Quite.

Trivia Corner

The part of the cannibal was originally offered to Marlon Brando, but he had to pull out when his son Christian contracted pneumonia.


RetView #63 – Re-Animator (1985)

Title: Re-Animator

Year of Release: 1985

Director: Stuart Gordon

Length: 86 mins

Starring: Bruce Abbott, Barbara Crampton, David Gale, Robert Sampson, Jeffrey Combs

It’s been at least a couple of months now, so I think it’s about time we had another 80’s cheese fest. Re-Animator, aka H.P. Lovecraft’s Re-animator on account of being loosely based on Lovecraft’s 1922 work ‘Herbert West – Reanimator’ fits the bill perfectly. Directed by Stuart Abbott, who also directed From Beyond (1986), Dolls (1987) and wrote Honey I Shrunk the Kids (1989) and The Dentist (1995), it was originally intended to be a stage play, before given The Treatment, and that sense of intimacy has largely been preserved. With it’s a small cast, tightly-woven plot, and snappy dialogue, it’s easy to see why Re-Animator is now considered a bona fide cult classic. Shot in only 18 days, it is the first film in the Re-Animator series, and was followed by Bride of Re-Animator (1990) and Beyond Re-Animator (2003), neither of which hit the heights of the original.

After leaving his last place of education under something of a cloud, medical student called Herbert West (Combs) enrols at Miskatonic University in Arkham, Massachusetts (a fictional educational establishment in a fictional town in a real state), moves in with fellow student Dan Cain (Abbott), and then proceeds to turn the apartment into a laboratory. His experiments include killing and then re-animating Dan’s cat Rufus several times, much to the horror of Dan’s girlfriend, Megan (Crampton). Don’t worry, cat lovers, Rufus gets his own back. Dan tries to tell the Dean of the university (who happens to be Megan’s father) about West’s experiments but he is ridiculed, and the pair kicked out. They then hatch a plan to sneak into the morgue to use the reagent they have developed on a human subject to prove it works. It does, except the dead guy returns as a zombie-like crazed person. That’s when the Dean stumbles upon the scene, and shit gets really wild.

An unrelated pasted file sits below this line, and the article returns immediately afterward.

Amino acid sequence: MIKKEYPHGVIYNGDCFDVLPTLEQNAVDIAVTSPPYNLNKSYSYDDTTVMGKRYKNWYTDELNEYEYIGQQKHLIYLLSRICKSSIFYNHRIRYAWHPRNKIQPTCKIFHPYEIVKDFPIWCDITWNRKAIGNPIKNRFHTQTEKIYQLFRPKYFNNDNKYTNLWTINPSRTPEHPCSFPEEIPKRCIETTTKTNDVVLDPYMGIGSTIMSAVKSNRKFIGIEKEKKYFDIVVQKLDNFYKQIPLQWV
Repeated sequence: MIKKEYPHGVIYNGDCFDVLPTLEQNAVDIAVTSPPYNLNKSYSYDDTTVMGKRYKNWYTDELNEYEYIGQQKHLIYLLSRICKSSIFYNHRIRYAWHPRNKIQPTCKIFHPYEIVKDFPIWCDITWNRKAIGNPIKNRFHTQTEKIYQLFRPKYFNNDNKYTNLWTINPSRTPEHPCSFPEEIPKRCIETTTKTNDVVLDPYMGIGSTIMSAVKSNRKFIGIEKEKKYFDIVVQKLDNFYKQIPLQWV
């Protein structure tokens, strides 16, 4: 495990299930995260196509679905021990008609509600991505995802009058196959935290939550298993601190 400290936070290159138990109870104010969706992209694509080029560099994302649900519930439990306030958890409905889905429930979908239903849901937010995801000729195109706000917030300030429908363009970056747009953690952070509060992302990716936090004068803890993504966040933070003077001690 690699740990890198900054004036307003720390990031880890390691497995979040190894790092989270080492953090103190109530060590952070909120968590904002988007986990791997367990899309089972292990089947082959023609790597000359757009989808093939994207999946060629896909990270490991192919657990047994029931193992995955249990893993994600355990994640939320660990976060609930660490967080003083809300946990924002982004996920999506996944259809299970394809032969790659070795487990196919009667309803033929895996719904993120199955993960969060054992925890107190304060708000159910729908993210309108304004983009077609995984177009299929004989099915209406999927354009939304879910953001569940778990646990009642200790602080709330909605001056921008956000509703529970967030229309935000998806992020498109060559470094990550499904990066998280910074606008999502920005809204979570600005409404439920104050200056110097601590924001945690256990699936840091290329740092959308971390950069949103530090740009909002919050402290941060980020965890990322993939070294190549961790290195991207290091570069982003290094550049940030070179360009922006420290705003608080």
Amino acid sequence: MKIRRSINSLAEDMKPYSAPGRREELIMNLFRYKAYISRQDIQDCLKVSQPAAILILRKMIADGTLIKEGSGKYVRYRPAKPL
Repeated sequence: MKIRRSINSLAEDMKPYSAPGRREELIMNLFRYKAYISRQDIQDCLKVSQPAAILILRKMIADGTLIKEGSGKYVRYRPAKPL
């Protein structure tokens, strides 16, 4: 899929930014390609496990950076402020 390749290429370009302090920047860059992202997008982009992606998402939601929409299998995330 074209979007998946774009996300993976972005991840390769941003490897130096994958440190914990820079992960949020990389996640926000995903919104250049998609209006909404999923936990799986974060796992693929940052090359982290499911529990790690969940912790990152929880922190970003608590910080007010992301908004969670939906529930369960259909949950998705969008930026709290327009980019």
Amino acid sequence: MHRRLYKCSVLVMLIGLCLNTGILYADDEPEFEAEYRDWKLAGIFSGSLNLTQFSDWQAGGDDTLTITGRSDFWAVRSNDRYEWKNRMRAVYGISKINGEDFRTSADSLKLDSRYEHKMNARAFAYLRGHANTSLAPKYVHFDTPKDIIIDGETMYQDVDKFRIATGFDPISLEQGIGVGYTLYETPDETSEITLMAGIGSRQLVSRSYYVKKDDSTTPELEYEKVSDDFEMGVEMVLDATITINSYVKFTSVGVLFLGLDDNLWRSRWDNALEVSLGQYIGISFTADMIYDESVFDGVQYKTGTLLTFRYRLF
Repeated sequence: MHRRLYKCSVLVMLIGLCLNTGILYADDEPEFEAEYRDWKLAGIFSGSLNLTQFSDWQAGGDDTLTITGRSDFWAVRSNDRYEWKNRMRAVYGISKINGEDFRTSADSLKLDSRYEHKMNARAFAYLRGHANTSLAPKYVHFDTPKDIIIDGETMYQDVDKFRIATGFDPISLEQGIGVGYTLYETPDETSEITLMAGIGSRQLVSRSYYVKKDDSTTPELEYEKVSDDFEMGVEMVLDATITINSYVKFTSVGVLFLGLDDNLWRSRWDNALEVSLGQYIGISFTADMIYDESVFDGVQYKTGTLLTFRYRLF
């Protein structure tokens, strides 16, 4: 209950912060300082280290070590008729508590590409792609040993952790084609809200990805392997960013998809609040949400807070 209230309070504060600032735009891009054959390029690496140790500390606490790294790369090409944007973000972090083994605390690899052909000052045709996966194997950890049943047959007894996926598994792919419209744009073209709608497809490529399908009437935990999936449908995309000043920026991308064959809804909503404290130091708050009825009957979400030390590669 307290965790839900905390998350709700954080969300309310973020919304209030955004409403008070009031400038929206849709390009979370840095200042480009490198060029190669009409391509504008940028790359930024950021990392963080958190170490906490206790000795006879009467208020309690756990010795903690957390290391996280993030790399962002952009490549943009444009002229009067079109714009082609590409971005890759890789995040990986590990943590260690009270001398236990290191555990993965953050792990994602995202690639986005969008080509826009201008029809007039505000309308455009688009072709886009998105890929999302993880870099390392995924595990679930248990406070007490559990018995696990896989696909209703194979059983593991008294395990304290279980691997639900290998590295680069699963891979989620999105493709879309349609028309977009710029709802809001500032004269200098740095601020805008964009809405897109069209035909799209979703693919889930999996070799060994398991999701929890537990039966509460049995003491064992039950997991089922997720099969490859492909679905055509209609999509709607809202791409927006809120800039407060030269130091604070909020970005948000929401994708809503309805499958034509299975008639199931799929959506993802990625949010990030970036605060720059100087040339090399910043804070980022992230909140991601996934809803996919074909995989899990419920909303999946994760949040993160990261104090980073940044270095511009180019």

Producer Brian Yuzna (who played one of the hospital corpses, largely for his own amusement) described the film as having the “sort of shock sensibility of an Evil Dead with the production values of The Howling.” There are more than a few scenes to keep the gore hounds among you happy. My absolute favourite shows Dr Hill (Gale) in a role that the great Christopher Lee allegedly refused, removing skin from a corpse’s head on the way to extracting their brain, which he does with the words, “It’s very much like peeling a large orange.” According to IMDB, the special effects department went through 24-gallons of fake blood during the shoot, special-effects guru John Naulin said that Re-Animator was the bloodiest film he had ever worked on. In the past he had never used more than two gallons, which has to be some kind of compliment. Upon release, Re-Animator received an X (adults only) rating, and was later edited to obtain an R rating for video rental stores because some stores’ policies prohibited them from renting ‘unrated’ films with an MPAA rating of X. In the R-rated version, much of the gore was edited out and replaced with various scenes which had been deleted for pacing purposes, including a subplot involving Dr. Hill hypnotizing several characters to make them more suggestible to his will. A short scene was also added showing Herbert West injecting himself with small amounts of the reagent to stay awake and energized, which may have affected his thinking over the course of the film. On the other side of the pond, British Film Censors weren’t impressed with the scene where the severed head Dr. Hill attempts to rape Megan and refused to pass the film for release in the United Kingdom until the sequence had been cut. In Japan, the film is titled “ZOMBIO” though the title is dropped for the sequel because it translates as “Drifting Spirits” and makes no sense in the context of the film.

Re-Animator was received well, winning over many of the more arty critics. In her review for The New York Times, Janet Maslin wrote, “Re-Animator has a fast pace and a good deal of grisly vitality. It even has a sense of humor, albeit one that would be lost on 99.9 percent of any ordinary movie-going crowd.” In his review for the Los Angeles Times, Kevin Thomas said, “The big noise is Combs, a small, compact man of terrific intensity and concentration,” and David Edelstein, writing for Village Voice, an influential New York tabloid that closed in 2017, placed the film in his year-end Top Ten Movies list. In their book Lurker in the Lobby: A Guide to the Cinema of H. P. Lovecraft, Andrew Migliore and John Strysik write, “Re-Animator took First Prize at the Paris Festival of Fantasy, Science Fiction, and Horror, a Special Prize at the Cannes Film Festival, and even spawned a short-lived series of comic books. Even though it was a hit with audiences, the film generated a huge amount of controversy among Lovecraft readers. Fans thought the film a desecration of Lovecraft; their literary hero would never write such obvious exploitation!”

Trivia Corner